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12-Month Sleep Regression

Eric Suni

Written by

Eric Suni, Staff Writer

Ealena Callender

Medically Reviewed by

Ealena Callender, OBGYN

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At a baby’s first birthday, parents are often amazed by just how much their child has grown and developed. In addition to getting bigger, more active, and more responsive, many 12-month-olds have shown progress in an area of great importance for parents: sleep.

But sleep patterns children at this age can still go through ups and downs. Even babies who have started sleeping through the night may suddenly struggle to fall asleep or wake up frequently during the night.

When babies seem to take a step backward in their sleep routines, it is frequently referred to as a sleep regression. While sleep regressions can happen at many points, it’s common for one to arise around the 12-month mark.

Sleep regressions are not usually a lasting problem. In addition, knowing what can provoke sleep regressions and how to cope with them can enable parents to best support their child’s sleep.

How Does a Child’s Sleep Change Around 12 Months?

As an infant gets older, the trend in their sleep pattern is toward longer sleep periods. A greater proportion of their total sleep happens at night even though they continue napping during the day. As they turn one, toddlers need less total sleep each day; the recommendation for children who are 1-2 years old is for 11-14 total hours daily.

Many babies start to sleep through the night at around six months of age, but this is far from universal. Sleep development in infants is highly variable, so many children’s sleep patterns don’t follow that timeline. For example, one study found that only 72% of 12-month-olds slept for six or more hours consecutively at night. As a result, while parents should expect to see a trend toward more and longer nighttime sleep, many will not be so fortunate.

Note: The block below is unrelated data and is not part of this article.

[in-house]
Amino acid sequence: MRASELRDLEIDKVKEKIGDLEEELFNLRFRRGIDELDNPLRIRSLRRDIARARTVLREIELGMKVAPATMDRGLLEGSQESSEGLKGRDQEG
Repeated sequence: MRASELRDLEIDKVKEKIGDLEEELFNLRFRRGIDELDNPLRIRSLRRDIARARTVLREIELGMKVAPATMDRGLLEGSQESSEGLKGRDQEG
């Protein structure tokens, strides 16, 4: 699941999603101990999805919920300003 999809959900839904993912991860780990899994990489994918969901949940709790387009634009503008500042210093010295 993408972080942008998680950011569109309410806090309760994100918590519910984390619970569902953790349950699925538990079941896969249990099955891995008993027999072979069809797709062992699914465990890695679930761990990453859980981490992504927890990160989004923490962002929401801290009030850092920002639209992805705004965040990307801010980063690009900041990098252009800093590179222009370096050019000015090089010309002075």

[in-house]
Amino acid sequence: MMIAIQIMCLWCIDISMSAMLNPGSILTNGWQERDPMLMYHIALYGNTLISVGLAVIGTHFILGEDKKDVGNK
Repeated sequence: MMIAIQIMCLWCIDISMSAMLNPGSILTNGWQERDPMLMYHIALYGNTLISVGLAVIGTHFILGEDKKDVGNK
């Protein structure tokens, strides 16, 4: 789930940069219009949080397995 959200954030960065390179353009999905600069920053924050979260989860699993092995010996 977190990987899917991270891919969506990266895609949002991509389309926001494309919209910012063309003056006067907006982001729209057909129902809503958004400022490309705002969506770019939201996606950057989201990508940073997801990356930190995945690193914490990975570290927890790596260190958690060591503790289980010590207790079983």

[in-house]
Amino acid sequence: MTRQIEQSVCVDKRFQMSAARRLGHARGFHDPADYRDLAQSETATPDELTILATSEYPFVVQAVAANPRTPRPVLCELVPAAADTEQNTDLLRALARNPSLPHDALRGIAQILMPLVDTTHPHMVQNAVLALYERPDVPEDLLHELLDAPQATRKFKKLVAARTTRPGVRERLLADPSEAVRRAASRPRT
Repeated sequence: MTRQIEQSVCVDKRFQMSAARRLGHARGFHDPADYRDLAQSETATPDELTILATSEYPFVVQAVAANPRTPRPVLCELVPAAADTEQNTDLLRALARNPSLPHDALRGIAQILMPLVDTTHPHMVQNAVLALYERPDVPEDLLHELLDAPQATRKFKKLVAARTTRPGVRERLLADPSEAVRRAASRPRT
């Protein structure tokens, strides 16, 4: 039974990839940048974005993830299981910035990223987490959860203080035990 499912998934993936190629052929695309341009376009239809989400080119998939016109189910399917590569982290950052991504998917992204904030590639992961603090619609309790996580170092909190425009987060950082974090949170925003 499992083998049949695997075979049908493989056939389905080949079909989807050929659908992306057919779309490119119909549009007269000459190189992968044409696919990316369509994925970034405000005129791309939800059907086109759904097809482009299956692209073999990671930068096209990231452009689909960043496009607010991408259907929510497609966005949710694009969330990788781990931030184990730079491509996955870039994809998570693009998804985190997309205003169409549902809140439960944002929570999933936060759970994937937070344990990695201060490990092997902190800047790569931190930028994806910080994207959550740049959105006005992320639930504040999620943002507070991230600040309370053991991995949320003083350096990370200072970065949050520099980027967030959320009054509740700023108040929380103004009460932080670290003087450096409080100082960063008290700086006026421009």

Of course, these sleep fluctuations occur alongside a tremendous change in other aspects of development. One-year-olds show greater emotional engagement, increased communication, heightened cognitive skills, and expanded physical abilities including spending more time standing and cruising (walking while holding onto furniture). These and other developmental milestones may influence a baby’s daytime activity and nighttime slumber.

What Causes a 12-Month Sleep Regression?

Around their first birthday, some children confront a new round of sleeping difficulties. This 12-month regression can happen regardless of what the child’s previous sleep experience has been.

Determining a single cause of a sleep regression is challenging because it can be affected by multiple factors. Given the diversity of changes a child is experiencing, it’s typically hard to pick out a single reason why they are having a sleep problem.

Contributors to a 12-month sleep regression include:

  • Restlessness and overstimulation related to physical growth and increased activity levels
  • Separation anxiety that builds up with heightened emotional and social development
  • Teething and associated pain and discomfort
  • Adjustment to new sleep patterns, schedules, or sleep training
  • Though not common at this age, some children may start having frequent nightmares

Do All Children Have a 12-Month Sleep Regression?

Not all one-year-olds will experience a sleep regression. Sleep development in infants is highly variable, so many children’s sleep patterns don’t follow the same timeline. For example, one study found that only 72% of 12-month-olds slept for six or more hours consecutively at night. While 12-month sleep regressions affect some children, others may see their sleep improve or remain basically the same at this age.

What Are the Symptoms of a 12-Month Sleep Regression?

Symptoms of a 12-month sleep regression can take various forms. Most commonly, parents will notice:

  • Waking up more often during the night
  • Being fussy and having a hard time calming down and getting back to sleep after nighttime awakenings
  • Showing agitation, crying, or resisting sleep at bedtime
  • Taking longer naps during the day

How Long do Symptoms of a 12-Month Sleep Regression Last?

In most cases, the symptoms of a 12-month sleep regression don’t last longer than a few weeks; however, every child’s situation is different. How long a sleep regression lasts can depend on the factors causing it, the one-year-old’s sleep habits and environment, and their overall development.

After a 12-month sleep regression stops, it doesn’t mean the end of all sleeping problems. Like adults, babies and toddlers can go through good and bad periods in their sleep. Encouraging healthy sleep habits at a young age can help to reduce the chances of sleep issues as a child gets older.